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AAPG Bulletin, V.
A hierarchical approach to architectural classification in marginal-marine systems: Bridging the gap between sedimentology and sequence stratigraphy
1Australian School of Petroleum, Santos Petroleum Engineering Building, University of Adelaide, Adelaide 5005, Australia; firstname.lastname@example.org
2Australian School of Petroleum, Santos Petroleum Engineering Building, University of Adelaide, Adelaide 5005, Australia; email@example.com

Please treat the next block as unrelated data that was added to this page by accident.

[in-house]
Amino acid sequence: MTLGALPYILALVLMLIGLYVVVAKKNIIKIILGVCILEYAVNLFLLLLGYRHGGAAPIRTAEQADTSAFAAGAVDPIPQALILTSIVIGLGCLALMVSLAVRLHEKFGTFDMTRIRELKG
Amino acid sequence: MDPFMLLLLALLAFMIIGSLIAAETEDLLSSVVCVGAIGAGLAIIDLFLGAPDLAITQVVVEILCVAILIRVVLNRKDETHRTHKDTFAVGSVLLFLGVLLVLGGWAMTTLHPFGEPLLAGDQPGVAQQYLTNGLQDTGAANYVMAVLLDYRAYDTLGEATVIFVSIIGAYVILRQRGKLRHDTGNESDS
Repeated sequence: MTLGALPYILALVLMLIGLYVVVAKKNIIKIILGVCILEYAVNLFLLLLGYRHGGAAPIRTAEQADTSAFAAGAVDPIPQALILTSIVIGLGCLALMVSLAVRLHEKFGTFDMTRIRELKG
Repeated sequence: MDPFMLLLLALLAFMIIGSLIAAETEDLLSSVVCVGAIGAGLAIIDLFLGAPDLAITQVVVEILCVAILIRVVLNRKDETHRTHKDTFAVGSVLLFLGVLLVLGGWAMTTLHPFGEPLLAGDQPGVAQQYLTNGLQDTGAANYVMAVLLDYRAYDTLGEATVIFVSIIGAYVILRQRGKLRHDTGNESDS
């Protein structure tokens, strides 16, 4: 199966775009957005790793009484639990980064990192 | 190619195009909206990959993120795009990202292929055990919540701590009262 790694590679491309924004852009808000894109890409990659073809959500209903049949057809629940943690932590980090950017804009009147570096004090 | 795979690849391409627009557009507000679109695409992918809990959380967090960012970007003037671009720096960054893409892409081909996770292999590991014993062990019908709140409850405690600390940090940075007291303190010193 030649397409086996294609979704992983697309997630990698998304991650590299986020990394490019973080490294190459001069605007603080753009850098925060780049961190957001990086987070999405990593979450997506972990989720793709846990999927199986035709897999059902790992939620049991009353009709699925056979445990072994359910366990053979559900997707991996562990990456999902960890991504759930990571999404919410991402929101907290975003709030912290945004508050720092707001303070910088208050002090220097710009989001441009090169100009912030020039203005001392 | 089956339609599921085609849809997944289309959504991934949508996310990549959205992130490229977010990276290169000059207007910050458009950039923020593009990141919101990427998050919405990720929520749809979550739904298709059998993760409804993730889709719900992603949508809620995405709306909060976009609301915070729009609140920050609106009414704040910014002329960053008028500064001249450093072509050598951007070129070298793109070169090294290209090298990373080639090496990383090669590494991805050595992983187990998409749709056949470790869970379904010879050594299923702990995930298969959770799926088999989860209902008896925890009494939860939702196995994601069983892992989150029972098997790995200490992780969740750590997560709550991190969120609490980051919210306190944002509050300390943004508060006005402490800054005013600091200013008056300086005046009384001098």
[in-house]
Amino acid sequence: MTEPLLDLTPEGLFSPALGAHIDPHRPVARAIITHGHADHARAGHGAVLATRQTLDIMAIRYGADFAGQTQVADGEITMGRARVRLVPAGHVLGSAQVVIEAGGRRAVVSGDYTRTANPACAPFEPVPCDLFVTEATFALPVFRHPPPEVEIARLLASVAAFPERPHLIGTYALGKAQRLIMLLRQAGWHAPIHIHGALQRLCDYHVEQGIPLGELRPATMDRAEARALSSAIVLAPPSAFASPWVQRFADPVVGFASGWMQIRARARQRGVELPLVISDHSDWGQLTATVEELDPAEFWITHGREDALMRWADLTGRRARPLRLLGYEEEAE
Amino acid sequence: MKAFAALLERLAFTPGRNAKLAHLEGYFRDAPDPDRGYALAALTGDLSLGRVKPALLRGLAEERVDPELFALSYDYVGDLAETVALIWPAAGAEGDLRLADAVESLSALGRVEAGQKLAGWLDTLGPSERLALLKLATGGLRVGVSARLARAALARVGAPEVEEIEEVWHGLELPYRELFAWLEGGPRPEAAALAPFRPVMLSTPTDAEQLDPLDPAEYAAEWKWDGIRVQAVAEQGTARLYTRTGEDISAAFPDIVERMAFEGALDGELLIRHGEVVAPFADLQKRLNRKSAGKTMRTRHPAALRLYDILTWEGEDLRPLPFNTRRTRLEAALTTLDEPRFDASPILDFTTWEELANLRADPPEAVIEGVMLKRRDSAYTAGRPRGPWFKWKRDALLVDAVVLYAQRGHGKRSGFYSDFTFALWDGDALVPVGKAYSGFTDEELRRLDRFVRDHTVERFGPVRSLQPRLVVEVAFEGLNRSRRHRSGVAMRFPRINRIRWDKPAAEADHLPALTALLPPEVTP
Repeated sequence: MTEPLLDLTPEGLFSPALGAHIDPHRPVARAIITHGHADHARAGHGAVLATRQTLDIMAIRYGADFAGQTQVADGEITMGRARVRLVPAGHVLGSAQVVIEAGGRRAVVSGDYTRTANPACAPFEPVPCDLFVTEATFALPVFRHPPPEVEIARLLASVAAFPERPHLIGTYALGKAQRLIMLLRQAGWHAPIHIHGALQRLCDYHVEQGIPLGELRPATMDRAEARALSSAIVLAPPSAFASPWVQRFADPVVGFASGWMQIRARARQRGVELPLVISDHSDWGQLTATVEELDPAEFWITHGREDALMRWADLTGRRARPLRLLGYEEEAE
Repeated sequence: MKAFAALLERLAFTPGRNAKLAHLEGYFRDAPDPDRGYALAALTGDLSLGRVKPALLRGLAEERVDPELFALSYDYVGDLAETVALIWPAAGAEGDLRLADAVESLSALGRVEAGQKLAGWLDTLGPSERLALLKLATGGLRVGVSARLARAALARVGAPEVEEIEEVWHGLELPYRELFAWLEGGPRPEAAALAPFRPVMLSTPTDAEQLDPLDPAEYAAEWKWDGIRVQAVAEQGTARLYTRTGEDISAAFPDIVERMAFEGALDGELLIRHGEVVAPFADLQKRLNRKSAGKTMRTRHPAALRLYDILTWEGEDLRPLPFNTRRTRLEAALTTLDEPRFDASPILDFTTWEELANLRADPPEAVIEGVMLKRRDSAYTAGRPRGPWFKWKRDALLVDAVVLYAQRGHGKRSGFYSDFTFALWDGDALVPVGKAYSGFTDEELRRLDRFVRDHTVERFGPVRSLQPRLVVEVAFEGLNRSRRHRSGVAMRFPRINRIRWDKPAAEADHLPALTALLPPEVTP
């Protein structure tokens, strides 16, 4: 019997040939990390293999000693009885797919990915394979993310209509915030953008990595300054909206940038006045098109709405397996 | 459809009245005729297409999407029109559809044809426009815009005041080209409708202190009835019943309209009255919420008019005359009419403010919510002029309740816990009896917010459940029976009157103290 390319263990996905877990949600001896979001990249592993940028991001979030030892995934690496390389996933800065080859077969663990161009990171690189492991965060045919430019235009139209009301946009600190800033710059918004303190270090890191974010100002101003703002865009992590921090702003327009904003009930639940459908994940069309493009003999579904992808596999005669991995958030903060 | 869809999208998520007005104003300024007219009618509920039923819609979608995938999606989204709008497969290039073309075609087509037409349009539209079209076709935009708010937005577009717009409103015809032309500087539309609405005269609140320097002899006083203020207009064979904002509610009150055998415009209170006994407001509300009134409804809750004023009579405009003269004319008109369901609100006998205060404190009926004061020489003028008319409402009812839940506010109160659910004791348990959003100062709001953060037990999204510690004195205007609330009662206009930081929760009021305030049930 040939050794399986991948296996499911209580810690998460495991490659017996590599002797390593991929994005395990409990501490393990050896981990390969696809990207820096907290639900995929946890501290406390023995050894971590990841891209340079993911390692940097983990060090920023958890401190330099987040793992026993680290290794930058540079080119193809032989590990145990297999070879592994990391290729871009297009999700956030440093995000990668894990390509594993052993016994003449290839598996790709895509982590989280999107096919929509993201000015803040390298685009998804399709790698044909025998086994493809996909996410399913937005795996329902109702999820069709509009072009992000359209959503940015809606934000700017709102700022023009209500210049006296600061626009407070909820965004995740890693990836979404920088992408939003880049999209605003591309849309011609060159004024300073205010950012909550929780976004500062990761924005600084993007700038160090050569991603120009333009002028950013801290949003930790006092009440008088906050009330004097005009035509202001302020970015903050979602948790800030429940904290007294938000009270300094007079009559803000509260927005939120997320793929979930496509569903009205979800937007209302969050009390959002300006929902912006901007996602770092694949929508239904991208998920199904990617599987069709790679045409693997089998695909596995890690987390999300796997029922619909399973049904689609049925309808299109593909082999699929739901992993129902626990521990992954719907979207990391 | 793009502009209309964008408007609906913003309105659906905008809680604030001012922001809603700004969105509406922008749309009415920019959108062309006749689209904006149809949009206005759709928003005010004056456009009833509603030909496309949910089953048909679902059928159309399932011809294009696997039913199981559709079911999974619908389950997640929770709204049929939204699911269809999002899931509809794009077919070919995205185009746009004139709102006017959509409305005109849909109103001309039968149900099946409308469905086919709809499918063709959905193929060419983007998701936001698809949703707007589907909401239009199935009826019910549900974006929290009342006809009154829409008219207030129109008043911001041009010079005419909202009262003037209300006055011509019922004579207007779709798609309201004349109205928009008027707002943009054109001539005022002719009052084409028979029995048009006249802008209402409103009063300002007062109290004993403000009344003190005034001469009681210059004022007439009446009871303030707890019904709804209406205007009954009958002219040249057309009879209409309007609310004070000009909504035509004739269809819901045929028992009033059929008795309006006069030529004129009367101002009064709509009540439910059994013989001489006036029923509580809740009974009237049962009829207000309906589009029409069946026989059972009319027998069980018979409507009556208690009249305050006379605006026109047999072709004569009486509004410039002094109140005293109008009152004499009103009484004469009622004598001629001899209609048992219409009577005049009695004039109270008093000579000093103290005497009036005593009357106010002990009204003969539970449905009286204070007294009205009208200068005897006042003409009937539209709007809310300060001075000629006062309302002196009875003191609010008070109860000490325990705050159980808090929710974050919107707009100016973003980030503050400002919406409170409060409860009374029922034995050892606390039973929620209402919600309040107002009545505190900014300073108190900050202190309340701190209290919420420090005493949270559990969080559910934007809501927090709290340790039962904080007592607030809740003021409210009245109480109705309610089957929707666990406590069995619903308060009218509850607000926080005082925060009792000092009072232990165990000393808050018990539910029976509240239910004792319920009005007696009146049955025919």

A new hierarchical architectural classification for clastic marginal-marine depositional systems is presented and illustrated with examples. In ancient rocks, the architectural scheme effectively integrates the scales of sedimentology (core, outcrop) and sequence stratigraphy (wireline-log correlation, reflection seismic). The classification also applies to modern sediments, which allows for direct comparison of architectural units between modern and ancient settings. In marginal-marine systems, the parasequence typically defines reservoir flow units. This classification addresses subparasequence scales of stratigraphy that commonly control fluid flow in these reservoirs. The scheme consists of seven types of architectural units that are placed on five architectural hierarchy levels: hierarchy level I: element (E) and element set (ES); hierarchy level II: element complex (EC) and element complex set (ECS); hierarchy level III: element complex assemblage (ECA); hierarchy level IV: element complex assemblage set (ECAS); and hierarchy level V: transgressive-regressive sequence (T-R sequence). Architectural units in levels I to III are further classified relative to dominant depositional processes (wave, tide, and fluvial) acting at the time of deposition. All architectural units are three-dimensional and can also be expressed in terms of plan-view and cross-sectional geometries. Architectural units can be linked using tree data structures by a set of familial relationships (parent-child, siblings, and cousins), which provides a novel mechanism for managing uncertainty in marginal-marine systems. Using a hierarchical scheme permits classification of different data types at the most appropriate architectural scale. The use of the classification is illustrated in ancient settings by an outcrop and subsurface example from the Campanian Bearpaw–Horseshoe Canyon Formations transition, Alberta, Canada, and in modern settings, by the Mitchell River Delta, northern Australia. The case studies illustrate how the new classification can be used across both modern and ancient systems, in complicated, mixed-process depositional environments.
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